This is not the kind of thing I intended to write today. I wanted to rail about how much the ending of A.I. sucked. I wanted to tell you about our adventures Down East. But we got a phonecall last night that wasn't entirely unanticipated, but no fun to get just the same. And here I'm faced with reflecting on a life that shouldn't have been cut short.
A life belonging to a person whom I loved with all my heart.
I've mentioned him here before. I never talked too much about his situation specifically, because I held his confidence as sacred.
He was open about his attempts to kick heroin, even going as far as to just give everything up that he had, job, home, everything -- to go into a six month hardcore treatment program. And I never wanted it to be that just because he was open I'd be open. It wasn't my fight or my experience.
So in the background of my life, in the corner of my mind, a constant thought was held of of him. A constant prayer vigil. A constant knot in my stomach wondering when he was going to call me next... and now he isn't.
He died yesterday afternoon in Beverly Hospital. He was 34.
He got out of rehab on or about March 28. He was interviewing for jobs. I sent a letter of recommendation to Brandeis University for a job there in the IT department. He was working at a Mailboxes Etc... to make money while in the rehab and just couldn't wait until he could get back into academic computing. He met David Mamet while working at the MBE and had great discussions with him, after all, He was an English major in college and knew his theatre and movies cold.
He moved into a sober house right after rehab. He was supposed to come to my house yesterday afternoon and get that car we'd taken into holding for him while he went to take care of himself.
He had a cardiac arrest at some point while working on his car. They couldn't revive him.
That's all the detail I really know. We got a call from his sister about 8:30 p.m... I wish I knew more.
But I do know this:
He introduced me to my husband. He overslept my wedding. He used to bounce checks when he ordered bacon pizzas from Beverly Pizza parlors. He took my daughter to camp for free. He could beat anyone at "Six Degrees to Kevin Bacon..." we'd play it just driving down the street. I'd throw two actors at him and he'd connect them immediately, usually through "Tombstone," and we'd crack up laughing.
He had an infectious laugh. His whole body shook. He would cover his mouth and giggle like a girl just to crack me up. He was embarassed by his teeth, but that never stopped him from cutting loose and laughing hard. He was one of the most generous and helpful people I've ever known, but that always got him into situations where he was taken advantage of, either in work, friendship or in relationships. He always got handed the shitty end of the deal.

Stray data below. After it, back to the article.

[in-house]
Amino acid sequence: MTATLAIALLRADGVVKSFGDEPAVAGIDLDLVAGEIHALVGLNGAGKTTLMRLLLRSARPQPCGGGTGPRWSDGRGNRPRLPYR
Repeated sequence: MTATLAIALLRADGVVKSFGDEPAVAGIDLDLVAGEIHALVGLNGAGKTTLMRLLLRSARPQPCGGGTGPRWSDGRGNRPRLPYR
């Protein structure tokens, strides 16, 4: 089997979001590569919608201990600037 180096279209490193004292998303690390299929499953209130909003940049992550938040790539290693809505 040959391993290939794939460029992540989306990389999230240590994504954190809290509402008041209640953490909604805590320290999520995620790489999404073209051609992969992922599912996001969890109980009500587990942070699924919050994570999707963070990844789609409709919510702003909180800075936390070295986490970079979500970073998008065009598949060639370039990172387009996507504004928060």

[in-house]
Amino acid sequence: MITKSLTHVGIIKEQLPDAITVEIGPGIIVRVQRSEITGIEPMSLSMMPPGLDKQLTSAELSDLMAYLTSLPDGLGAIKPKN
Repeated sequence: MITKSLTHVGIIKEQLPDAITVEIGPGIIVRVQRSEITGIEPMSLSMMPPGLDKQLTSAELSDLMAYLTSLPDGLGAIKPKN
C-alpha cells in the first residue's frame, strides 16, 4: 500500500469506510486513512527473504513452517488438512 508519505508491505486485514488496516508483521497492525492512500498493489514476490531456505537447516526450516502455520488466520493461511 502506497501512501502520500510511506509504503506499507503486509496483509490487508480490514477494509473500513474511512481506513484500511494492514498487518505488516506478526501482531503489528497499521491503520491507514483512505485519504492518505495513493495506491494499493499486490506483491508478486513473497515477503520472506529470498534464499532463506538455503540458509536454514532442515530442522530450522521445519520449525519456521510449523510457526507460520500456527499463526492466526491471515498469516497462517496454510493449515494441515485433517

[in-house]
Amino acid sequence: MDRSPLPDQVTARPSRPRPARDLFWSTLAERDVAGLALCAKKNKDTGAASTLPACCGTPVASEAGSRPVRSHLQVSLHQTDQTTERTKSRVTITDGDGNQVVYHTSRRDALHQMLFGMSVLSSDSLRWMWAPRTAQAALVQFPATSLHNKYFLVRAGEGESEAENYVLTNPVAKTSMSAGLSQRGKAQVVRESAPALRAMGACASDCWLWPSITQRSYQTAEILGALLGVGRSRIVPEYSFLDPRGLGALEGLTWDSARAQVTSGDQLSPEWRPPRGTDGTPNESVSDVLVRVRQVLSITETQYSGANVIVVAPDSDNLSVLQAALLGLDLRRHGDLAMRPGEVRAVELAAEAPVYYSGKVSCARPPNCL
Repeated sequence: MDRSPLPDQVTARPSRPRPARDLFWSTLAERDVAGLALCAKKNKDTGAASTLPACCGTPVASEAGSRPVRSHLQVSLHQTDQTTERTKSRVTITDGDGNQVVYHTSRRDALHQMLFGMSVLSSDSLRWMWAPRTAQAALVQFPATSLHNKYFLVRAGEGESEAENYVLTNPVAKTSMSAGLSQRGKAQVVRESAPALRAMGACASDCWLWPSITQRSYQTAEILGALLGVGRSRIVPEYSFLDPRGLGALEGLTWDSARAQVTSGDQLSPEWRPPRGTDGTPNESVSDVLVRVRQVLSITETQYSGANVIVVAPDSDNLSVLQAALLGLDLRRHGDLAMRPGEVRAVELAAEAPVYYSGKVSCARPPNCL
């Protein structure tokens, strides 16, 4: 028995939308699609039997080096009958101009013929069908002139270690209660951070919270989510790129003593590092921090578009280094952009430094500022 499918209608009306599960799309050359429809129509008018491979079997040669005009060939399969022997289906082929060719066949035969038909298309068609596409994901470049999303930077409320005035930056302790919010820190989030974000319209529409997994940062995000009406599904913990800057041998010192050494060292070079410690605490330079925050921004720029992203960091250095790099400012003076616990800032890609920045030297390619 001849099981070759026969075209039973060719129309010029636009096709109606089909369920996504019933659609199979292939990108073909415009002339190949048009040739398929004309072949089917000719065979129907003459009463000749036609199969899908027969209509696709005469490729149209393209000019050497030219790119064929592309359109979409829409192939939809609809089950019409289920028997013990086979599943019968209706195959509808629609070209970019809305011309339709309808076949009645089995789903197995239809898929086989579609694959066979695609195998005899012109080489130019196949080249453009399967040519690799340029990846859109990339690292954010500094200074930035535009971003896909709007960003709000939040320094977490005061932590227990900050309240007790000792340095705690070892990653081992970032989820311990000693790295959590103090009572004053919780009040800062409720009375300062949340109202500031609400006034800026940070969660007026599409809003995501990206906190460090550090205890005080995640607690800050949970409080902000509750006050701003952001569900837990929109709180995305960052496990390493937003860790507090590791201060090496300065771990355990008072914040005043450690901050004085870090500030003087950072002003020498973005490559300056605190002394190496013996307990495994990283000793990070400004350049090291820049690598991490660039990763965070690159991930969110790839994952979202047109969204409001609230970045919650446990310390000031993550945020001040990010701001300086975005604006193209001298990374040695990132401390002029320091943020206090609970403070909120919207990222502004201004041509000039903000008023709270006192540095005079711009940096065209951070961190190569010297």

He loved to play stratomatic baseball, dungeons and dragons, guitar, and Magic, the gathering. While incredibly talented on the guitar, he couldn't sing to save his life, so I would sing for him while he played, and it would always make me happy... He introduced me to "Homicide: Life on the Streets," Ani DiFranco, Indigo Girls, MP3 storage and ripping. He was incredibly kind and loving to our children.
He is dead.
I am surrounded by what's left of his personal property. A car full of stuff, things in my basement... things that he never took out of the house when we told him to move out in 1999 which are in this room, my garage, my daughter's bedroom closet. A couple crates of comic books. A Rocky Horror Picture Show poster. His college ID which he left on the floor and I'm going to keep forever... I'd always said I would. All weekend my daughter wore a nice red knit sweater that he'd "outgrown" while living here. He gave it to me and I "outgrew" it too. It looks nice on Jessie. I had sewn the hole in the shoulder... and I thought of him every time I looked at her in it. How he would have laughed that she fit in it and he once did.
There are so many funny funny stories.
He was the most peculiar guy I've ever know. Liked the weirdest stuff. Got bored one day and tried heroin. End of conversation.
I feel like there should have been more we could do to help him. I think we did just enough, but couldn't do more because we were so removed from the reality he was choosing for himself. There was nothing we could do, but we did what we could.
I can't think of anything else to say. I feel like throwing up. I am still in the process of, well, processing what just happened. I'll write more later.
Joy will find a way